Another language runtime that switched from unsafe Rust to Zig:


      If you didn’t click on the links, here’s the Roc experience:

      • We struggled to get Rust to emit LLVM bitcode in the format we needed, which is important so that LLVM can do whole-program optimizations across the standard library and compiled application.
      • Since the standard library has to interact with raw generated machine code (or LLVM bitcode), the Rust code unavoidably needed unsafe annotations all over the place. This made one of Rust’s biggest selling points inapplicable in this particular use case.
      • Given that Rust’s main selling points are inapplicable (its package ecosystem being another), Zig’s much faster compile times are a welcome benefit.
      • Zig has more tools for working in a memory-unsafe environment, such as reporting memory leaks in tests. These have been helpful in finding bugs that are out of scope for safe Rust.

      Summary from the second project (bytecode interpreter and garbage collector):

      • Zig is safer and faster than unsafe Rust.
      • Unsafe Rust is hard. Especially aliasing rules.
      • Zig is faster: From the benchmarks, the Zig implementation was around 1.56-1.76x faster than Rust.
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      Memory-safe sections can still experience faults caused by memory unsafety elsewhere.

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        That means the unsafe code is unsound, which means it is broken. Unsoundness is one of the few things (possibly the only one) considered severe enough for the Rust stdlib to break code.

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        That’s like saying that a line of Java code can still cause a segmentation fault. Technically true, but your model of Java assumes a working JVM. Similarly, a line of safe Rust code can cause a segmentation fault, but we assume a working Rust compiler and sound unsafe code. Note that unless you implement foreign function interfaces or other specialized or low-level things, you never need unsafe. As in, you can write Rust code for years and never use the keyword even once.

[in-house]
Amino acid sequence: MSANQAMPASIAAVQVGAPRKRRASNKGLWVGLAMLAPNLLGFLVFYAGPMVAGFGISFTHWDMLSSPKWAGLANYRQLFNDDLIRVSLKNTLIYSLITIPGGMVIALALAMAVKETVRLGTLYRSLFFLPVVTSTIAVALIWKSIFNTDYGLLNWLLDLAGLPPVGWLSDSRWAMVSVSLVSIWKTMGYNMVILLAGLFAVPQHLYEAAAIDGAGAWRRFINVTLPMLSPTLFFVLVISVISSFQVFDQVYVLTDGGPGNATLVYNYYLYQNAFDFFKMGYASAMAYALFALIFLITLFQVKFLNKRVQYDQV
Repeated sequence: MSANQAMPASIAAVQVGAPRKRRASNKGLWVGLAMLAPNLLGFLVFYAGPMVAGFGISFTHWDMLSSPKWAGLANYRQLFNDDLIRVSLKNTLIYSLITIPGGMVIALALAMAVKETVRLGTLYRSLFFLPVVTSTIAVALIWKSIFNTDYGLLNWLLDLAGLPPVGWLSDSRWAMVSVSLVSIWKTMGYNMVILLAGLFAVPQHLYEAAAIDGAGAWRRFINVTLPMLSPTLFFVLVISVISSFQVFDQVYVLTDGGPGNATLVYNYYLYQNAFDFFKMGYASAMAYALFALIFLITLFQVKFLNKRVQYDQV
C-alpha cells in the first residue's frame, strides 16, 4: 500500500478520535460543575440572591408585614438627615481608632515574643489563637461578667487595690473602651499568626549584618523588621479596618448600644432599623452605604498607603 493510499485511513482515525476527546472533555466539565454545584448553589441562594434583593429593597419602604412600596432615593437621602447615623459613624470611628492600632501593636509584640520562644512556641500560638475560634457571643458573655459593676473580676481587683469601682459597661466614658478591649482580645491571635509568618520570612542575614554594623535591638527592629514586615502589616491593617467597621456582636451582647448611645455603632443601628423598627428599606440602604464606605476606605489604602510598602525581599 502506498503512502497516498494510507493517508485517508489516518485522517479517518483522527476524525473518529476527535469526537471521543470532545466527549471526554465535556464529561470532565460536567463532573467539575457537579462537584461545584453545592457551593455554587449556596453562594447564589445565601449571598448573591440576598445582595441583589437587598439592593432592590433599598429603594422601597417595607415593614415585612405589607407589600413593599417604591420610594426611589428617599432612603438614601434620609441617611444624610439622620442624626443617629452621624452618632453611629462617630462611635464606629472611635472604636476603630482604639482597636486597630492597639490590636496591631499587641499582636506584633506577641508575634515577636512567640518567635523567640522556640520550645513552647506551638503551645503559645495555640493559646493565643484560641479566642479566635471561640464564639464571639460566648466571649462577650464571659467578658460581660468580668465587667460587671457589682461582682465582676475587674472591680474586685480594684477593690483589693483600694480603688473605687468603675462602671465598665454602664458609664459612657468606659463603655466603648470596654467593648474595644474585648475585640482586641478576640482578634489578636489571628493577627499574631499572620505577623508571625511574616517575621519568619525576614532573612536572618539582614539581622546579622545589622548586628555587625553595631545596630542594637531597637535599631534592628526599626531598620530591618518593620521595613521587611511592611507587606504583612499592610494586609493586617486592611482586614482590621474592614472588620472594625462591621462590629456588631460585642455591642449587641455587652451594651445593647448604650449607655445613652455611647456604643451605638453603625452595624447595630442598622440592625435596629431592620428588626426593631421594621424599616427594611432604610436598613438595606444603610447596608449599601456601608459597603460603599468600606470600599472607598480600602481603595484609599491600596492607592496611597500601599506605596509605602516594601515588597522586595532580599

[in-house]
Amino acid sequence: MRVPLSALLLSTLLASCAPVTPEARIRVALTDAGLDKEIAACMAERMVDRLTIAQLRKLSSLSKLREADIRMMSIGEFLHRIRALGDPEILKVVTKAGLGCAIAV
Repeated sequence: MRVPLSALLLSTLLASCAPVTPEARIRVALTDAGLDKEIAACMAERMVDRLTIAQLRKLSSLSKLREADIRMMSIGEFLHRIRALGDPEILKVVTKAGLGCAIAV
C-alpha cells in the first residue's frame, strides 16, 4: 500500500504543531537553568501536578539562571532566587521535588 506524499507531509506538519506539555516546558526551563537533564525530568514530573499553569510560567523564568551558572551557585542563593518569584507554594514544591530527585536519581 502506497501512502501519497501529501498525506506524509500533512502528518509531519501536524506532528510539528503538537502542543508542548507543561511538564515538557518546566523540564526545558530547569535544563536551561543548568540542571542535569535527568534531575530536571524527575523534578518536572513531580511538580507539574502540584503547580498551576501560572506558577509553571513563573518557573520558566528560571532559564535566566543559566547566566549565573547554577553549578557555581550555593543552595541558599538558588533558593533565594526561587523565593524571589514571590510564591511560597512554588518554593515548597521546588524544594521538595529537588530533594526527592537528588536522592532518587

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          While I agree with you about the general message, the correctness guarantees of the JVM and of Rust unsafes found in the transitive closure of all your code and its dependencies are quite different. And you only need to go off the happy path once, and from then on you are on an UB road to hell.

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            Yes, they are quite different. But once you start looking at dependencies like tokio as a runtime, similar to the JVM, the concepts connect together. There may be plenty of unsafe in tokio, but I trust that they are as competent as the JVM guys. On top of it, I write and run only safe Rust. And as a bonus, I can choose whatever runtime I want, since it’s compiled into the binary I ship. So I’m not bound to whatever the distro chooses for me.

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          Sure, unsafe Rust code is like C or C++ in terms of correctness. Note that this incentivizes exactly the same machismo which C and C++ professionals channel when they confidently emit unproven code.